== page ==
To promote local manufacturing, the government in the Union Budget 2021 has removed exemptions on parts of chargers and mobiles. The Budget has proposed to withdraw a few exemptions and impose 2.5 per cent duty on several parts of mobiles. "Domestic electronic manufacturing has grown rapidly. We are now exporting items like mobiles and chargers. For greater domestic value addition, we are withdrawing a few exemptions on parts of chargers and sub-parts of mobiles. Further, some parts of mobiles will move from 'nil' rate to a moderate 2.5%," said Finance Minister Nirmala Sitharaman.
The custom duty policy must have twin objectives of promoting domestic manufacturing and helping India get on to global value chain and export better, said the minister. "The mobile and electronics sector should have been spared the general removal of exemptions where there were zero percent import duty.
Zero custom duty does not mean zero taxation. These inputs suffer 18 per cent GST also. This increase is also against the consultation held with the industry and the recommendations of the subject Ministry and experts. PMP was not working and exports were weak. That propelled PLI for the sake of competitiveness to address disabilities. This spate of duties takes us right back-queering the pitch for electronics exports. We request the government to maintain the status quo," says Pankaj Mohindroo, Chairman, Indian Cellular Electronics Association (ICEA).
"There is a focus on electronics manufacturing and an increase in duty for certain sub-components is a push to localise some of these components. This might increase in prices for short term or a very modest increase as the bulk of these sub-components have already local suppliers like for Camera modules, PCBAs, chargers, connectors etc.," says Tarun Pathak, Associate Director, Counterpoint Research.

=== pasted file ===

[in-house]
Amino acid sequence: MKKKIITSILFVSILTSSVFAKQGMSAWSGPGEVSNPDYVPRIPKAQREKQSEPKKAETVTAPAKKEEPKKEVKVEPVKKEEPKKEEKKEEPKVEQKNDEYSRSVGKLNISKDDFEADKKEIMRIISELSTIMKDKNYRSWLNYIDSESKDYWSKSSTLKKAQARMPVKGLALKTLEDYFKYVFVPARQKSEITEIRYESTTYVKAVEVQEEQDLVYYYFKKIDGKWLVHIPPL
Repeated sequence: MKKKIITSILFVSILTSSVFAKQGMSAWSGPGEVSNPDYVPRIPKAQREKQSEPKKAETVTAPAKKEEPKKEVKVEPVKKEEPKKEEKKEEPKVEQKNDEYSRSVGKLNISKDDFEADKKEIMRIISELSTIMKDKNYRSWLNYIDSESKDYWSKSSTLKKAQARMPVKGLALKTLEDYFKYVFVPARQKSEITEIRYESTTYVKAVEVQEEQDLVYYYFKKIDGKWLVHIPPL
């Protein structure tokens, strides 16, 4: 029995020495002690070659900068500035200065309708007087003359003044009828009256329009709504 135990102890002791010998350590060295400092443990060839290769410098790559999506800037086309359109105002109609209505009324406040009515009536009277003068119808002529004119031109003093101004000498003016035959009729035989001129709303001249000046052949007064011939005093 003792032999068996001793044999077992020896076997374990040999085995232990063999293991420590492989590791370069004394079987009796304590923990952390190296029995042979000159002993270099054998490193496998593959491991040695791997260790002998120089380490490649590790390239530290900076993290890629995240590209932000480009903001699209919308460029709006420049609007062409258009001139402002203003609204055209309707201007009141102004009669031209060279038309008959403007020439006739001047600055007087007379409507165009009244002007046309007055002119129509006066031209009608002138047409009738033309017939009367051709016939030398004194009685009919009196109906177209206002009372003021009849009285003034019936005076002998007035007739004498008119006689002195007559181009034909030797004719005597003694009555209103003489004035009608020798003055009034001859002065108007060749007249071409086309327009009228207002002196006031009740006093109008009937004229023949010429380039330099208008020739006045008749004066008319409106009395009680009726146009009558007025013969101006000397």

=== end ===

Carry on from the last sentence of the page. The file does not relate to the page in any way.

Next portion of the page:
The government aims to make India self-reliant and competitive at the same time. Government of India has been focusing on make in India for the last few years, and in 2020 has the PLI scheme with projected outcome of Rs 10 lakh crore over the next five years. Under international names, five companies manufacturing smartphones for Apple and Samsung were approved.
But as chargers and components have been removed from exemption list, this might lead to smartphone manufacturers doing away with charging adaptors completely. "So, mobile chargers some other components removed from exempt list, to now attract 2.5 per cent. Plus, customs on PCB for charger/adapter now 15 per cent to 10 per cent. Apart from expected price hike, did FM just give a valid reason to the industry to remove in-box adapters?," tweeted Navkender Singh, Research Director, Client Devices & IPDS, IDC India.
Last year, in the name of the environment, Apple decided to remove the charging adaptor from the iPhone 12-series completely. Samsung followed the same and has done away with the adaptor for its flagship Galaxy S21 series. Given the duties chargers would attract, it might be just a matter of time when this becomes an industry-wide standard.